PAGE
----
It may not be time to forgo .CN, but if a brand has or desires a presence in Chinese markets, new IDN TLDs are worth serious consideration.

Read the original article here.

Undeterred by a delayed train, Thomas O’Toole of Bloomberg BNA moderated a dynamic Beyond the Dot Roundtable discussion for highly regulated industries and new gTLDs at Guardian Life Insurance in New York City last week.

From the moment O’Toole posed his first question to the moment he wrapped up the discussion around noon, more than 30 participants engaged in a fast-paced discussion about a range of issues, including consumer behavior, regulation, and Internet governance.

Attending the event were representatives from brand gTLD applicants and non-applicants, generic gTLD applicants, regulators, and academics.

The session was off-the-record to encourage candid discussion about potentially sensitive topics, but we are able to share some key highlights.

During the first session entitled, “The Brave New World”, Rashi Rai, Associate Director of IT Strategy and Innovation at Merck (which applied for .MSD, .MERCK and .MERCKMSD) urged brand applicants not to think of gTLDs simply as a defensive “land grab” but more holistically in relation to users, mobile adoption, and search behavior.

The second session, “Plan for Opportunity”, focused more on regulatory issues in new gTLDs and in relation to Internet governance in general. Laureen Kapin, Counsel for International Consumer Protection at the Federal Trade Commission, explained the FTC’s involvement in the new gTLDs as one that focused on safeguarding consumers. In particular, for new gTLDs that are associated with market sectors that have regulated entry requirements, the FTC has advocated for “verification and validation of registrants’ credentials” to protect consumers and protect the credibility of generic TLDs in this arena so that internet users can be secure in the folks they are doing business with.” Lawrence J. White, Robert Kavesh Professor of Economics at NYU’s Stern School of Business, presented an overview of the ICANN governance proposal he co-authored as the U.S. hands over control of IANA functions to ICANN.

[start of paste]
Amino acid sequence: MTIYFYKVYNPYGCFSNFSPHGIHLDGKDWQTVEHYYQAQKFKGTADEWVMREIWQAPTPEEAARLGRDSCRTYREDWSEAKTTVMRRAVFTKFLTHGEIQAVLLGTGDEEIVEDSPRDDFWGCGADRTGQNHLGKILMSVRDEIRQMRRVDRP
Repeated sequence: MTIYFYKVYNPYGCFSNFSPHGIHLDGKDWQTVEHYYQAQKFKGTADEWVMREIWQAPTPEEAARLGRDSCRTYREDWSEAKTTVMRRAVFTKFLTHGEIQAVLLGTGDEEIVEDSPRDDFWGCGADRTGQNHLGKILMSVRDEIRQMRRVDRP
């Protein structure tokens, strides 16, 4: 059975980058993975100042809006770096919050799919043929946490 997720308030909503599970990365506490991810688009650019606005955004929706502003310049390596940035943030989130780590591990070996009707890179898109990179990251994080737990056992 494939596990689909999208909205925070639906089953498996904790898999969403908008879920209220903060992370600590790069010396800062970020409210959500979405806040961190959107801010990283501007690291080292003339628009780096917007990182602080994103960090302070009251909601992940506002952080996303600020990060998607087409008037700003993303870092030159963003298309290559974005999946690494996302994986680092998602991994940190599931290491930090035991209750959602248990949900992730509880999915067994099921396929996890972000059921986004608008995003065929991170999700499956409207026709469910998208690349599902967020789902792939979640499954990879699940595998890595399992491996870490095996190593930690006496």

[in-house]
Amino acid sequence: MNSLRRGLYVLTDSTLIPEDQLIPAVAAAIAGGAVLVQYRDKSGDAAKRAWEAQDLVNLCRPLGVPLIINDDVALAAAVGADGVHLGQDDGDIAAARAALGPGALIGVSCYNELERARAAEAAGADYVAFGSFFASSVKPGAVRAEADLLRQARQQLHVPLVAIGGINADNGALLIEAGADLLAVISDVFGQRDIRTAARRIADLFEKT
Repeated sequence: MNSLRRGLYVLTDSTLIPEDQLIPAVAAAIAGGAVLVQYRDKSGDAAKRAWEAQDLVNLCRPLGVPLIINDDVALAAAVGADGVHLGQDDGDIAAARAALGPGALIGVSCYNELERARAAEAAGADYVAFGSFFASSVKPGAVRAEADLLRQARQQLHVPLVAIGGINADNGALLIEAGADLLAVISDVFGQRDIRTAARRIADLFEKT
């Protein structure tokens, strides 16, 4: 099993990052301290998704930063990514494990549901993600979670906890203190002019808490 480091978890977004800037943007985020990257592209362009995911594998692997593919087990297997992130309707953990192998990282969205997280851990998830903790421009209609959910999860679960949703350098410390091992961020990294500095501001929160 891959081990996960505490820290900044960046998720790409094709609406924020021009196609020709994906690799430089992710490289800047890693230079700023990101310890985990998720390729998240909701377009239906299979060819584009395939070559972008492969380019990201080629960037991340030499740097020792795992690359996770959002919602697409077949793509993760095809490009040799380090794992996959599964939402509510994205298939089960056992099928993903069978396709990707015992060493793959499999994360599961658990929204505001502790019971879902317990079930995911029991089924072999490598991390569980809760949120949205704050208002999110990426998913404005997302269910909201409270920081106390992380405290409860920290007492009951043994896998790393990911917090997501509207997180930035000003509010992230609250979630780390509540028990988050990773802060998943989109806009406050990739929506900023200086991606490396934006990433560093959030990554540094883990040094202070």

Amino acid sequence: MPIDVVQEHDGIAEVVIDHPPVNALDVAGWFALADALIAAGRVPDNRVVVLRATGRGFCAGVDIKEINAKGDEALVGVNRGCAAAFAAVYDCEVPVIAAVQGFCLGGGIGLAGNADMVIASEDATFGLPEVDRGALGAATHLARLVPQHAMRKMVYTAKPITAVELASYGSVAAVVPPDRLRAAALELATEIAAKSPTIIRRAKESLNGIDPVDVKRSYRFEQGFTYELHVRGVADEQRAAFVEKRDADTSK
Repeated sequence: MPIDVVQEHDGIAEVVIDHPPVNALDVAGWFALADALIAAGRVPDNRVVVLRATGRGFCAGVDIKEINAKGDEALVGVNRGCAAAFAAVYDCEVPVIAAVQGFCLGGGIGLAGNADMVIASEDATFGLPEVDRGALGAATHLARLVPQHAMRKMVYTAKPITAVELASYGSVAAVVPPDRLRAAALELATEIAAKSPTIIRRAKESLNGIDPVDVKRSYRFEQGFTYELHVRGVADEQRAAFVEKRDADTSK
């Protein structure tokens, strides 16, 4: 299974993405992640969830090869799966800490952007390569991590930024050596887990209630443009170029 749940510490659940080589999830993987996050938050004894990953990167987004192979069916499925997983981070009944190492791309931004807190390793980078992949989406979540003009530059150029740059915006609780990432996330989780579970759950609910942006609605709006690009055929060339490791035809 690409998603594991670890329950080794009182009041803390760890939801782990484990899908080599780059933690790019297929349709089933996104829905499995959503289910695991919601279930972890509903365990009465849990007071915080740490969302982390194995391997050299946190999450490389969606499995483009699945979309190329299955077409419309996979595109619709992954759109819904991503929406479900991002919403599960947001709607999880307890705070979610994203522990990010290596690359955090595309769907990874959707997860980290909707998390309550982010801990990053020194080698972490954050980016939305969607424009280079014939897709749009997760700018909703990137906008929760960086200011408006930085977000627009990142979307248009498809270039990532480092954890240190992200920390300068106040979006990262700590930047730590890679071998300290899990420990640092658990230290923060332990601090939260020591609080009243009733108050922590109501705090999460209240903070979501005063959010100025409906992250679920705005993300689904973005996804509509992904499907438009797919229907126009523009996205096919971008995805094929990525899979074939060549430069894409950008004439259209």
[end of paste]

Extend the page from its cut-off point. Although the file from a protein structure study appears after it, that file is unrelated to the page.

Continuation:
“This was one of the first times – that I know of – that brand owners in these regulated industries have had the opportunity to discuss their ideas and concerns with government officials and even applicants of generic TLDs like .BANK and .HEALTH in such an open manner. For the New gTLD Program to be successful for brands and, indeed, everyone, more discussions like this are needed,” said FairWinds Vice President for Policy and External Relations Michelle Sara King.

To receive updates on the next Beyond the Dot event. sign-up here.

By Jingwei Wang and Madeline Hurley    

The average Internet user is surely familiar with that twinge of annoyance felt when confronted by a red error message after typing an incorrect email address or password. But annoyance could turn to technologically fueled rage if email addresses containing new top-level domains (TLDs) are incompatible with the sites users are trying to access.

The Internet community is predicting a new age of innovation with the advent of 1,400 new TLDs composed of brand names, geographic locations, and generic terms – such as .WALMART, .LONDON, or .TATTOO. In addition to opening up vast tracts of Internet real estate where the public and businesses will be able to buy, sell, congregate, communicate, and learn, in many cases, new TLDs will offer more secure, intuitive, and streamlined paths to the content users are looking for.

Since their introduction late last year, the steady growth of new TLDs, and second-level registrations within them, promises a bright future – IF a few kinks get worked out. One of those kinks is the potential incompatibility between email addresses in new TLDs and websites anchored to legacy TLDs, such as .COM and .ORG.

The number of high-traffic websites and apps still incompatible with the new gTLDs indicates a broad lack of awareness of the potential problem. Social networking sites such as Facebook and LinkedIn don’t recognize new gTLDs, meaning anyone with a new gTLD email address will be blocked from registering an account. Countless other websites and apps risk losing customers and therefore profits if they don’t make the necessary adjustments.

Linkedin

Imagine if a large community-based organization holding a convention tries to make online hotel reservations at a Hilton. The organizer is using a .COMMUNITY address, but after clicking the submit button, gets an error message. Hilton might lose thousands of dollars in potential business. Marriott, on the other hand, which has adjusted its systems to be compatible with new TLDs, could earn a loyal new TLD-using customer.